MG: If you go back to our roots, Michael and I were really interested in creating a trusted consumer brand. We admired the likes of companies like Patagonia and Oakley and Virgin, and just these great iconic consumer brands.
From day one, we had this thesis of building a product that athletes love and see if we can build a business model where they love it enough that they’ll pay for it.
Michael and I are not serial entrepreneurs, we don’t get excited about starting new companies again and again. It was very much, “Hey, if Strava is the last thing we ever do, that would be great.” So it was about creating a foundation where we’re executing on the vision and hopefully exceeding expectations, but at the same time, making sure we’ve got a great opportunity to build a lasting company that can have an impact for not just a few years, but decades to come.
How has the business model evolved?
MG: We’ve always had the freemium business model, where you could use some component of Strava for free, or you could upgrade. Over the last 10 years, we’ve experimented with a handful of different business models, everything from e-commerce to even some forms of advertisement within the feed.
We’ve learned over time that we’re at our best when we’re focused on the athlete experience and really thought about how we can improve and create this subscription upgrade that’s so valuable it becomes indispensable.
We recently announced a renewed commitment to the fundamental business model around freemium. Free is going to remain and we added 50 plus improvements. We didn’t drastically change free, but moved a handful of features [across a paywall] that were important. For example, we moved what’s called segment leader boards. Frankly, just looking at the complexity of leaderboards and how they operate and the costs associated with it, it’s significant. It’s a real investment inside the business, and it’s a feature unique to Strava.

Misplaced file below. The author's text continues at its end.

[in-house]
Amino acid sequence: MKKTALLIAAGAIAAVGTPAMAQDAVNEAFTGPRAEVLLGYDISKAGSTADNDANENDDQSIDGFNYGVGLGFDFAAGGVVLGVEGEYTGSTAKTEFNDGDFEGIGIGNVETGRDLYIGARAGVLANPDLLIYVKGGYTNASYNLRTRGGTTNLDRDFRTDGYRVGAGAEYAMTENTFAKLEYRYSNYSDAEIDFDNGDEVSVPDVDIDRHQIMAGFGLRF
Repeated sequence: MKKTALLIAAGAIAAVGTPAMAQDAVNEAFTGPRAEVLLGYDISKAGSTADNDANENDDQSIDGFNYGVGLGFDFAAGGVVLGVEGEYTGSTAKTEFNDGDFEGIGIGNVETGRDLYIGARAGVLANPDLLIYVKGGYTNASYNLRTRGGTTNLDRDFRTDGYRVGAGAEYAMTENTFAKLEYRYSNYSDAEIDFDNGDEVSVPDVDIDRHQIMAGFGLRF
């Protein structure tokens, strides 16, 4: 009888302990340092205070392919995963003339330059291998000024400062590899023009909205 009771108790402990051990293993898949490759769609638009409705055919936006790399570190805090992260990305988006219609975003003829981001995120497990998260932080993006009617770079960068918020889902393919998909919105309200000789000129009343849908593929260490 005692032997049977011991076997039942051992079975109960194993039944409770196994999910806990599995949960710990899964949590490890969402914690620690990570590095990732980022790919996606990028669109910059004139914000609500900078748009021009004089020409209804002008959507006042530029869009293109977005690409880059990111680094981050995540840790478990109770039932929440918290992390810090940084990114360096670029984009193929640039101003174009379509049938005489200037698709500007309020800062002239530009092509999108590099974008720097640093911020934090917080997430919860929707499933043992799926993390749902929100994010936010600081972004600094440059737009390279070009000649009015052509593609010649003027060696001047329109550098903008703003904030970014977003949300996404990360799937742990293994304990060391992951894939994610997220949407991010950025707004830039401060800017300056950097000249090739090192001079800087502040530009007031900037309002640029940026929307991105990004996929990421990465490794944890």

And for $5 a month, we want to believe it’s a great value. It’s a no brainer. But we’re not forcing anybody to pay. We’re hopeful that over time, you’re going to be excited about what we’re doing on that side of the paywall.
So we’ve tried to find a balance, but we really want to come back to our community. While we will always support free, we wanted our community to understand that if you’re a subscriber, it’s just going to get better and better over the coming months and years.
How did Strava grow?
MG: We’ve probably tried every different way you could think of to have a positive impact on growth. And yet, we always come back to a very simple answer, which is our best growth is word of mouth. It’s when our members are excited about their experience on Strava and they’re sharing it with their friends. It’s where our growth came from from day one, and it’s far and away the largest source of growth, even in today’s environment.
Our thought process today is not to focus so much on where we can find new customers, but on creating a great, engaging experience for those 50 million athletes and have confidence that if they’re having a great experience, they’re going to keep telling their friends and our growth is going to come.